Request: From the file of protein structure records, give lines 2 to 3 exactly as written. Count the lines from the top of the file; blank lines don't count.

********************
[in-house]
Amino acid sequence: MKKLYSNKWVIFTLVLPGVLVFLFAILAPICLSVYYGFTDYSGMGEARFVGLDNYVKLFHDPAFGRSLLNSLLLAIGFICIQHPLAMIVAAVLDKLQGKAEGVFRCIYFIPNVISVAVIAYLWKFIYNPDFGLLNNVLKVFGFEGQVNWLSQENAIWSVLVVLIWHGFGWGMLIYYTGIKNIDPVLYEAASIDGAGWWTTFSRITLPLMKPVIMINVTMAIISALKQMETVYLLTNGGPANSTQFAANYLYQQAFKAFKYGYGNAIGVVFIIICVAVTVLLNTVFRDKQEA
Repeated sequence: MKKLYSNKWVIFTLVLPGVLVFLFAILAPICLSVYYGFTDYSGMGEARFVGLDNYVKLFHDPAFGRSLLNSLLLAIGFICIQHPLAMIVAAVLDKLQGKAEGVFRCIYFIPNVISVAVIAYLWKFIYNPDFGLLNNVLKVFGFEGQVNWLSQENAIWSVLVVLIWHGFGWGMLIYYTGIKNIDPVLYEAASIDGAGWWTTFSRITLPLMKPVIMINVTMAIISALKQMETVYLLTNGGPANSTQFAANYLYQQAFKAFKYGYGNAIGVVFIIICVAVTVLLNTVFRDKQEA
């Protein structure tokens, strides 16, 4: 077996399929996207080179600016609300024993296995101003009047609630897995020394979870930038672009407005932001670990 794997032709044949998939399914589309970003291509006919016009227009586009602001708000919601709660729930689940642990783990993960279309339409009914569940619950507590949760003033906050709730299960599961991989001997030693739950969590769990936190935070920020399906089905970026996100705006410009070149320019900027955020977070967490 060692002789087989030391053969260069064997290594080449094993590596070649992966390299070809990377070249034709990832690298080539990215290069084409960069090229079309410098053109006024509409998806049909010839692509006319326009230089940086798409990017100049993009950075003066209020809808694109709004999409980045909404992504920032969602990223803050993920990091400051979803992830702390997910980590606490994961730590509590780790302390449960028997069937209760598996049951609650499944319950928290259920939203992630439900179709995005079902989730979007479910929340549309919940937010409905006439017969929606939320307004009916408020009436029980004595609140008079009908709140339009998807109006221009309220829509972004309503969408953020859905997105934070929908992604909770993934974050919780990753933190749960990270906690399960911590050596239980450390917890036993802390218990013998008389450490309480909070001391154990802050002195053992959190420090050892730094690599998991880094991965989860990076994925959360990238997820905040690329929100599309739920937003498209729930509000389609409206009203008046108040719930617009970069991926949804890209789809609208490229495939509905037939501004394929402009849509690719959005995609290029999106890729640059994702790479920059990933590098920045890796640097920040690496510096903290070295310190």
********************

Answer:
Amino acid sequence: MKKLYSNKWVIFTLVLPGVLVFLFAILAPICLSVYYGFTDYSGMGEARFVGLDNYVKLFHDPAFGRSLLNSLLLAIGFICIQHPLAMIVAAVLDKLQGKAEGVFRCIYFIPNVISVAVIAYLWKFIYNPDFGLLNNVLKVFGFEGQVNWLSQENAIWSVLVVLIWHGFGWGMLIYYTGIKNIDPVLYEAASIDGAGWWTTFSRITLPLMKPVIMINVTMAIISALKQMETVYLLTNGGPANSTQFAANYLYQQAFKAFKYGYGNAIGVVFIIICVAVTVLLNTVFRDKQEA
Repeated sequence: MKKLYSNKWVIFTLVLPGVLVFLFAILAPICLSVYYGFTDYSGMGEARFVGLDNYVKLFHDPAFGRSLLNSLLLAIGFICIQHPLAMIVAAVLDKLQGKAEGVFRCIYFIPNVISVAVIAYLWKFIYNPDFGLLNNVLKVFGFEGQVNWLSQENAIWSVLVVLIWHGFGWGMLIYYTGIKNIDPVLYEAASIDGAGWWTTFSRITLPLMKPVIMINVTMAIISALKQMETVYLLTNGGPANSTQFAANYLYQQAFKAFKYGYGNAIGVVFIIICVAVTVLLNTVFRDKQEA